From touch there is striving to touch, not just touch, and from this developed what could be sight. When sight came, the first moment of sight was the realization of beauty. I don’t mean beautiful or very beautiful or extremely beautiful. Just simply beauty itself, which is stronger than any of the adjectives you might add to it. It is a total harmony you feel without knowing, without reservation, without criticism, without choice. It is a feeling of total harmony as though you were meeting your maker, the maker being that of nature, because nature is the maker of all that is made. You cannot design anything without nature helping you.

Sight then came about and sight immediately felt the total harmony. Art, which was immediately felt, was the first word, one can say the first line, but I think the first word, the first utterance. It could have been, “Ah,” just first. What a powerful word that is. It expresses so much with just a few letters.

_oder

Order

I tried to find what Order is. I was excited about it, ad I wrote many, many words of what Order is. Every time I wrote something, I felt it wasn’t quite enough. If I had covered, say, two thousand pages with just words of what Order is, I would not be satisfied with this statement. And then I stopped by not saying what it is, just saying, “Order is.” And somehow I wasn’t sure it was complete until I asked somebody, and the person I asked said, “You must stop right there. It’s marvelous; just stop there, saying, “Order is.”

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Silence and Light

Inspiration is the feeling of beginning as the threshold where Silence and Light meet. Silence, the unmeasurable, desire to be, desire to express, the source of new need, meets Light, the measurable, giver of all presence, by will, by law, the measure of things already made, as a threshold which is inspiration, the sanctuary of art, the Treasury of Shadow.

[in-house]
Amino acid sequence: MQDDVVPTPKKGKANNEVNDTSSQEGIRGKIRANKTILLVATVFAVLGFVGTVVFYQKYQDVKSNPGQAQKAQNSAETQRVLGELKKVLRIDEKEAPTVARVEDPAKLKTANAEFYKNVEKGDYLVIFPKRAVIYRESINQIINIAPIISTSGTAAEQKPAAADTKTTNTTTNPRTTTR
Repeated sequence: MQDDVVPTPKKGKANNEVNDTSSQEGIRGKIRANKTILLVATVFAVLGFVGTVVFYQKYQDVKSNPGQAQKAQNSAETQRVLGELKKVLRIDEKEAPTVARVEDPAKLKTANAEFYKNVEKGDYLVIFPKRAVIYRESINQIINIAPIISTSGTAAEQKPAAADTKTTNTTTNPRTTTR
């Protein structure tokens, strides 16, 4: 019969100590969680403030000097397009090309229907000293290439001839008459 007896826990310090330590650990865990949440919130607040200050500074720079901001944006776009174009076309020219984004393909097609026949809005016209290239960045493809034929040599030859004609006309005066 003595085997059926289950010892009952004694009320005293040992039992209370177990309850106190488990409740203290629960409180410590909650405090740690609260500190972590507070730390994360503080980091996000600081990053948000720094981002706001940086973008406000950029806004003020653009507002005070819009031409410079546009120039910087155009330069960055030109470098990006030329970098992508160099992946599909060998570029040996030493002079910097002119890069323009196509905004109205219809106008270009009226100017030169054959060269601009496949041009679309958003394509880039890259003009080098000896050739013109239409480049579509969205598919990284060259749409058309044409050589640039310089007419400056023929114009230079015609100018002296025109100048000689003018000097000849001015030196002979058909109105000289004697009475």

The artist offers his work to his art in the sanctuary of all expression, which I like to call the Treasury of the Shadow, lying in that ambiance: Light to Silence, Silence to Light. Light, the giver of presence, casts its shadow, which belongs to Light. What is made belongs to Light and to Desire.

I likened the emergence of Light to a manifestation of two brothers, knowing quite well that there are not two brothers, nor even one. But I saw that one is the embodiment of the desire to be, to express, and one (not saying “the other”) is to be, to be. The later is nonluminous, and the former, prevailing, is luminous. This prevailing luminous source can be visualized as becoming a wild dance of flame that settles and spends itself into material. Material, I believe, is spent Light.

Silence and Light. Silence is not very, very quiet. It is something that you may say is lightless, darkles. There are all invented words. Darkless – there is no such word. But why not? Lightless; darkles. Desire to be, to express. Some can say this is the ambient soul – if you go back beyond and think os something in which Light and Silence were together, and may be still together, and separate only for the convenience of argument.

_place

Place